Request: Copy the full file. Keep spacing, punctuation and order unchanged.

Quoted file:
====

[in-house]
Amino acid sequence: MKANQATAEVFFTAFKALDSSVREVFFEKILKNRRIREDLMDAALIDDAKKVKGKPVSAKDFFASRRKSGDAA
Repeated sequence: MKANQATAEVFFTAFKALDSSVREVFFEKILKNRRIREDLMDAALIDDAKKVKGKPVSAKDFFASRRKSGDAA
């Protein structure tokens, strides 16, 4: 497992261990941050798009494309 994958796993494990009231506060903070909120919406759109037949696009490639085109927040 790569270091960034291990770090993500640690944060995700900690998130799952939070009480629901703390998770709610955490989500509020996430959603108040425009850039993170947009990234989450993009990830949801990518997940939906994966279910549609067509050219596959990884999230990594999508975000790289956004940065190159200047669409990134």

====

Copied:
[in-house]
Amino acid sequence: MKANQATAEVFFTAFKALDSSVREVFFEKILKNRRIREDLMDAALIDDAKKVKGKPVSAKDFFASRRKSGDAA
Repeated sequence: MKANQATAEVFFTAFKALDSSVREVFFEKILKNRRIREDLMDAALIDDAKKVKGKPVSAKDFFASRRKSGDAA
């Protein structure tokens, strides 16, 4: 497992261990941050798009494309 994958796993494990009231506060903070909120919406759109037949696009490639085109927040 790569270091960034291990770090993500640690944060995700900690998130799952939070009480629901703390998770709610955490989500509020996430959603108040425009850039993170947009990234989450993009990830949801990518997940939906994966279910549609067509050219596959990884999230990594999508975000790289956004940065190159200047669409990134």